Parents of children with special educational needs (SEN) are happier than ever with the new support available and have much more control over the services they are receiving.
The biggest transformation to SEN support for 30 years - currently making its way through Parliament - will give children and parents greater say over their personalised care and assistance, and put in place a new birth-to-25 system for children and young people with SEN. The government has also announced a £70 million SEN reform grant which will be made available to councils as they prepare to implement these ambitious changes.
Findings from the pilots of the measures - being test-driven by over 2,000 families across 31 councils - show that:
- parents feel more empowered and supported and are happier with the services they are receiving, with 88% saying their views had been taken into consideration
- professionals are overwhelmingly supportive of the new approaches and feel they bring about a more family-centred way of working
- councils are gearing up for the introduction of the reforms in September 2014, with the majority laying the groundwork for the new system
Children and Families Minister, Edward Timpson, said:
Too many families have had to battle with a system that’s supposed to help them. This is simply unacceptable, and is why we’re transforming the system so that it meets with the needs of children and young people with SEN - from birth right up to the age of 25, where required. I’m confident that the additional £70 million we have made available to councils will help implement our comprehensive reforms, ensuring better support.
The experiences of families testing our reforms prove they are already giving families more say and greater control over the assistance they receive. With less than a year to go until the rollout of the new system, councils must now redouble their efforts to ensure all families can benefit as quickly as possible from this comprehensive support.
Our SEN reforms will bring forward a new, joined-up approach across education, health and care services from birth to 25 to ensure that support is made available at the earliest possible point, and children and young people fully involved in decisions about their care and what they want to achieve.
Through the bill, the government is:
- replacing SEN statements and learning disability assessments with a new birth-to-25 education, health and care plan - setting out in one place all the support families will receive
- requiring better co-operation between councils and health services to make sure services for children and young people with SEN and disabilities are jointly planned and commissioned
- giving parents and young people with education, health and care plans the offer of a personal budget - putting families firmly in charge
- requiring councils to publish a ‘local offer’ showing the support available to all disabled children and young people and their families in the area - not just those with educational needs
- introducing mediation for disputes and trialling giving children and young people the right to appeal if they are unhappy with their support
- introducing a new legal right for children and young people with an education, health and care plan to express a preference for state academies, free schools and further education (FE) colleges - currently limited to maintained mainstream and special schools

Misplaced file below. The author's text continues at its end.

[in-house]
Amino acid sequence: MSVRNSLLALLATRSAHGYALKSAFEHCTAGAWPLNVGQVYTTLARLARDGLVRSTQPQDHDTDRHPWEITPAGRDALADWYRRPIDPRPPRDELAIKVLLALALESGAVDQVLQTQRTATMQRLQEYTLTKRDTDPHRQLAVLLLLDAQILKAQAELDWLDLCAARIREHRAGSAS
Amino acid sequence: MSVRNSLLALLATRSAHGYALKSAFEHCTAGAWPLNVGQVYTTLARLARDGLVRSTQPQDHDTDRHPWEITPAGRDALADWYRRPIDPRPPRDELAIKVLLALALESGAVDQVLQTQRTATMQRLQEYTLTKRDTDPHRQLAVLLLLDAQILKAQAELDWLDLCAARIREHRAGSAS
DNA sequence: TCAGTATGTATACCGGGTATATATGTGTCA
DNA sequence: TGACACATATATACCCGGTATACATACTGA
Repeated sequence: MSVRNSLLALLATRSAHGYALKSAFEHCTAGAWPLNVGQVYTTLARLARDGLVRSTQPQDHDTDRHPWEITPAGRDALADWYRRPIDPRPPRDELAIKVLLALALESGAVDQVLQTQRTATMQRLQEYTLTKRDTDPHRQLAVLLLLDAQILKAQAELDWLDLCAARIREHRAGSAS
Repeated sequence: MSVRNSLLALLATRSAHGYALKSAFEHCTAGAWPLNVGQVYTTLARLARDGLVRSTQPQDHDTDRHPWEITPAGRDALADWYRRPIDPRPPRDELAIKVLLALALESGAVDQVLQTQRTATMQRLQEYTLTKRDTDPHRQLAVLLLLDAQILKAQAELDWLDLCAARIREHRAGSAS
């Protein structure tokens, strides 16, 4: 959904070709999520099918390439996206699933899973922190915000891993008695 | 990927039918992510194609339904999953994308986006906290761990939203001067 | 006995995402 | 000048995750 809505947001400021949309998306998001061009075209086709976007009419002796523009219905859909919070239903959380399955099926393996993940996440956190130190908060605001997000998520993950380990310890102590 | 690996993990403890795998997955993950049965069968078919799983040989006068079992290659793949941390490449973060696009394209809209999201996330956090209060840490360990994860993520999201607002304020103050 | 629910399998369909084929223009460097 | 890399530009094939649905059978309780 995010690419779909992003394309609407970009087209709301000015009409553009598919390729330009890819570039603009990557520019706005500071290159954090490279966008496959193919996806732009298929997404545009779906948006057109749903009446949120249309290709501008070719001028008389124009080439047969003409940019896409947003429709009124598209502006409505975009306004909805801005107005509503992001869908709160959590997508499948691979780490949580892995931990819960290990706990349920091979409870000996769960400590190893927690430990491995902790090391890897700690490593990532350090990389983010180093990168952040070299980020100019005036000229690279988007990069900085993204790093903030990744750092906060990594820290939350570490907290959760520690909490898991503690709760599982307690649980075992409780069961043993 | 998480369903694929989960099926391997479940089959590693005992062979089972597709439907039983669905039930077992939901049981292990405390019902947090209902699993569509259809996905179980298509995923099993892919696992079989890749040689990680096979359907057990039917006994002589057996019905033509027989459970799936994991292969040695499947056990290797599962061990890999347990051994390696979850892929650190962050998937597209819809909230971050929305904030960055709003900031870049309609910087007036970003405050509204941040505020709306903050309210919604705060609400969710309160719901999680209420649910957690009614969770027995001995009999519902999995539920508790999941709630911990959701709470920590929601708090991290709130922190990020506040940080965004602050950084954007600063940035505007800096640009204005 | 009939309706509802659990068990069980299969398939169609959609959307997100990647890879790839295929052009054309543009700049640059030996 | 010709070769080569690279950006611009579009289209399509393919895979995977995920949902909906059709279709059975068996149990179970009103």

Christine Lenehan, Director, Council for Disabled Children, said:
We are pleased to be working with government on the reforms which are already delivering better outcomes for families. We look forward to this opportunity being available to all families and looking at real integration for children with SEN and disabilities.
Mark Rogers, President, Society of Local Authority Chief Executives and Senior Managers (SOLACE) said:
As the chief executive of a pathfinder site, I know just how important it is to fully understand and implement these reforms. Councils are champions for all children, especially those with additional needs, and I take very seriously both the opportunity and responsibility that this transformation presents - particularly the chance we have to put in a place a system that serves children and families first and foremost, and puts lives before services.
The government has also extended the scope of its reforms to include disabled children and young people who do not have special educational needs - requiring councils to identify and support the needs of all disabled children and young people, not just those relating to education.
Around 1,400 families have now received the new education, health and care plans as part of the Pathfinder programme, ensuring that support for children with special education needs does not simply stop when they turn 18. The new reforms mean that support can continue up until the age of 25 for who need more time to complete their education or training, to help prepare them to lead independent lives and find places to work.
Notes to editor
- the Children and Families Bill is currently in report stage. The bill is expected to receive royal assent in Spring 2014
- the pathfinder evaluation reports ‘Evaluation of the Green Paper Support Contracts’ and ‘Evaluation of the SEND pathfinder programme’ are available on the SEND pathfinder website